In mid-December 2010, I was pleasantly surprised when I was selected to receive a free beta prototype of Google’s Chromebook, called the Cr-48. In return, the only thing Google asked of me was that I test the system and let the company monitor my usage so that it could determine what improvements needed to be made. Within the agreement with the company was the restriction that I was not allowed to sell or give the unit away, and in turn, Google would then provide me with free updates (this has recently been done away with) for the life of the machine.

For those of you who may not be familiar with the Google Chromebook concept and how the system functions, let me provide a very basic description of the project. Google’s goal in designing the Chromebook was to create a lightweight, small laptop (netbook, or notebook) sized computer that would require less hard drive space. To accomplish the latter, Google planned to store the information in the cloud, thus eliminating the need to store all of the operating software on the computer itself. Additionally, Google was searching for a non-Windows based OS that wouldn’t be plagued by constant infection from viruses, malware, and other annoyances that always seem to plague personal computers using the Windows OS.

So when the Cr-48 arrived, I was excited to try something new and different. I am happy to report that, during the past 17 months, I have found the pint-sized laptop to do what Google advertised. I also found that its Chrome browser performed the required functions quite satisfactorily, however, during this 17-month time period, Google provided numerous updates and fixes to the original operating system. One of the improvements it incorporated was the addition of a file system intended to make the Chromebook more ‘personal computer’ like. As a result, the operating system appeared to offer everything that a busy traveler might need while they were on the road and, as of today, my beta product continues to purr like a kitten.

However — and there is always a however — the Google Chromebook has failed to attract an audience. This is unfortunate because the concept was sound, but there was one problem with the Chromebook: the price. At the time of testing, the production team concluded that the Cr-48 price point shouldn’t exceed $250, but the company refused to follow its advice and introduced the first Chromebooks at a price exceeding what the market would endure, resulting in dismal sales. The timing of the release was also against it since it occurred nearly simultaneously with the release of Apple’s new iPad, which immediately began to sell like the proverbial hotcake.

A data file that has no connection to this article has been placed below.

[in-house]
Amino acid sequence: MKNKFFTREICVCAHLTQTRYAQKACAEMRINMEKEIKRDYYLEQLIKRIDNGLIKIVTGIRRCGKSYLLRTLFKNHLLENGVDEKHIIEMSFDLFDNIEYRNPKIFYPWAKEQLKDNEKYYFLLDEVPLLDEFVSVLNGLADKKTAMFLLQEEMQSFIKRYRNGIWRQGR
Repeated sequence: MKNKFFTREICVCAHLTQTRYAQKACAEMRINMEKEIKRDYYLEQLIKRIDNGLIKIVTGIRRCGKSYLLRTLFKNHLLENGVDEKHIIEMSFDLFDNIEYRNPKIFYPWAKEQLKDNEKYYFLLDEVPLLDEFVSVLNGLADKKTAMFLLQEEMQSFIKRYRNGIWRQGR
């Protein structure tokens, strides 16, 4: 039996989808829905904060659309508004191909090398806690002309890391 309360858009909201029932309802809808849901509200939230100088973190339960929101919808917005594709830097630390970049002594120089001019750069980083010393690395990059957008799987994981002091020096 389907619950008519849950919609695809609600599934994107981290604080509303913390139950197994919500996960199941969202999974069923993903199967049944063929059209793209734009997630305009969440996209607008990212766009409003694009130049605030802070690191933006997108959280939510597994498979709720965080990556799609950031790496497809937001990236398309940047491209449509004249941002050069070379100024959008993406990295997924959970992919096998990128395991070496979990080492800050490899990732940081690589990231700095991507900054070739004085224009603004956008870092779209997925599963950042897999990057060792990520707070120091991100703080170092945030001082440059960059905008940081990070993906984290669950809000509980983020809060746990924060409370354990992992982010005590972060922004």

In retrospect, one shouldn’t have compared the two since I know that I don’t need to explain the overwhelming success of the Apple iPad tablet computer to you and the fact that it is just fun to use. However, one does need to recognize that the Chromebook is not a tablet computer but rather a miniature business/working computer. The Chromebook is perfect, though, for those seeking a superior iOS. I have found it more reliable than any other OS currently on the market, including Windows 8, Chrome OS, or Android. So what strategy or marketing ploy could Google attempt to increase the attractiveness of its Chromebooks?

Well, Google has not been resting on its laurels and, just this last week, answered this question when it released a new and improved operating system for its Chromebook. Until this release, the only change I had noticed was that the new Chrome OS was not being made available for owners of the Cr-48. When I contacted the company to ask why the existing Cr-48s were no longer receiving the promised updates, I got no response. However, since that time, we have been assured by our friends at Google that the Cr-48 would continue to be supported in the future.

So what is all the hype about its new OS? To me, it was obvious when the new Chrome OS appeared to take a step backward into the past. The icons on the desktop — yes, desktop — looked like something from Android and it had included a taskbar at the bottom of the screen similar to what Microsoft has used for years. I believe that the company’s thinking is that, while Microsoft is moving on with its new Windows 8 and a completely revamped Windows experience, Google is providing the consumer with an old friend that they don’t have to relearn.

So why did Google change the appearance of its Chrome OS? One can only ponder the reasoning, but my guesses would be:

  • Improving the ability to access files and folders.
  • Improving the ease of use by providing a taskbar for users.
  • Realizing the fact that the Android’s popularity and the Google Chrome OS’s failure is no coincidence.

So while Google tries to pick itself up by its bootstraps, one must wonder if the idea behind the Chrome OS was sound to begin with. On the other hand, one could also ask if the concept for the Chrome OS was just too far ahead of the times and people were not ready for an entire cloud computing experience. To see this as a possibility, one only has to remember why Microsoft’s first tablet flopped, whereas Apple’s iPad has become synonymous with the word tablet.

What is your take on the Google Chromebook?

Comments welcome.

CC licensed Flickr photo above shared by blubrblog